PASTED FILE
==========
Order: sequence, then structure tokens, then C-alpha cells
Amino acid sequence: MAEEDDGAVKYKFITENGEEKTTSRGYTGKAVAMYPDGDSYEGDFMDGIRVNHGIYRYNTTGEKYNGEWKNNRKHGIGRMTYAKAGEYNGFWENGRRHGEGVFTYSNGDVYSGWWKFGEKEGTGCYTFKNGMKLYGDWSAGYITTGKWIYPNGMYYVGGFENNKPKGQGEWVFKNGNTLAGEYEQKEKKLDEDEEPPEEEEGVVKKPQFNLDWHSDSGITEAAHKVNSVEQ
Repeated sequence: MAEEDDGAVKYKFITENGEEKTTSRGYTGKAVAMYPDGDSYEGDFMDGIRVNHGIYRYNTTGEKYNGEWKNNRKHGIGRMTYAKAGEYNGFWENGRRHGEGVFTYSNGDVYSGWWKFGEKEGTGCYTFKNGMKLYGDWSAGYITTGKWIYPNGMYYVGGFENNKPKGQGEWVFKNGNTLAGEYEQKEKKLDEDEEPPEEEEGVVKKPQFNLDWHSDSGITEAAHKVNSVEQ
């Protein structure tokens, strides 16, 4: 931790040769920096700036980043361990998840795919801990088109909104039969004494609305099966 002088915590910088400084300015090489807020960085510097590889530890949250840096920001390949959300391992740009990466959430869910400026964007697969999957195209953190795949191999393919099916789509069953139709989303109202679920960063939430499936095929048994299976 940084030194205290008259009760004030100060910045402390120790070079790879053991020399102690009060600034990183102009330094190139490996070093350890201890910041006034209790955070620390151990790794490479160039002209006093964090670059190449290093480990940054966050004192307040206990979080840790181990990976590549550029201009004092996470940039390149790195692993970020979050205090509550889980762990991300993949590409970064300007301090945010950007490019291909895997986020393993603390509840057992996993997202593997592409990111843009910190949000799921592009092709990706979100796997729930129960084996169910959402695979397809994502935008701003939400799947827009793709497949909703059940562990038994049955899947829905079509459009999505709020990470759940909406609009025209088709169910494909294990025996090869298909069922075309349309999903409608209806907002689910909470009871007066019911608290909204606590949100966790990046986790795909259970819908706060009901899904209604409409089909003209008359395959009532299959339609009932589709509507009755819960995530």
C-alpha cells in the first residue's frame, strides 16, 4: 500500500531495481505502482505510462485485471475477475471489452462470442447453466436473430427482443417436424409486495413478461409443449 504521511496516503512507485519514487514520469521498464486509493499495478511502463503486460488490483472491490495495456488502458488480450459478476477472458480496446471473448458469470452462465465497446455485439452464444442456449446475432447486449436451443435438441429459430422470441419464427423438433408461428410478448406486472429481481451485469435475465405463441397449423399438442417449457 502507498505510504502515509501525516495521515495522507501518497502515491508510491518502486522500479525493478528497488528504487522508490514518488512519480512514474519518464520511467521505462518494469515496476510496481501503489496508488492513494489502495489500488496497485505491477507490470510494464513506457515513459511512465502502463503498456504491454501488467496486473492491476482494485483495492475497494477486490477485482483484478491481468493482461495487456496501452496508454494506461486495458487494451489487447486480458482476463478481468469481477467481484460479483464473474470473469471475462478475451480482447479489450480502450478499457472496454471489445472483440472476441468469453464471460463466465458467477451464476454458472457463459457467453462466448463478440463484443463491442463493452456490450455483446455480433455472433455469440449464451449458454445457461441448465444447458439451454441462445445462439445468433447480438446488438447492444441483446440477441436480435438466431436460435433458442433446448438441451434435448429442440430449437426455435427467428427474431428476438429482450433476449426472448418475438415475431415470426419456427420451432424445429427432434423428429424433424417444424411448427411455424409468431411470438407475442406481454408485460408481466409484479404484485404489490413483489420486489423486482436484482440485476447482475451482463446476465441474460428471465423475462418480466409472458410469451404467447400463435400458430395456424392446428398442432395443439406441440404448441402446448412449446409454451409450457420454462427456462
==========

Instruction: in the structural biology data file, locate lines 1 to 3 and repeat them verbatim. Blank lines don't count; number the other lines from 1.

Order: sequence, then structure tokens, then C-alpha cells
Amino acid sequence: MAEEDDGAVKYKFITENGEEKTTSRGYTGKAVAMYPDGDSYEGDFMDGIRVNHGIYRYNTTGEKYNGEWKNNRKHGIGRMTYAKAGEYNGFWENGRRHGEGVFTYSNGDVYSGWWKFGEKEGTGCYTFKNGMKLYGDWSAGYITTGKWIYPNGMYYVGGFENNKPKGQGEWVFKNGNTLAGEYEQKEKKLDEDEEPPEEEEGVVKKPQFNLDWHSDSGITEAAHKVNSVEQ
Repeated sequence: MAEEDDGAVKYKFITENGEEKTTSRGYTGKAVAMYPDGDSYEGDFMDGIRVNHGIYRYNTTGEKYNGEWKNNRKHGIGRMTYAKAGEYNGFWENGRRHGEGVFTYSNGDVYSGWWKFGEKEGTGCYTFKNGMKLYGDWSAGYITTGKWIYPNGMYYVGGFENNKPKGQGEWVFKNGNTLAGEYEQKEKKLDEDEEPPEEEEGVVKKPQFNLDWHSDSGITEAAHKVNSVEQ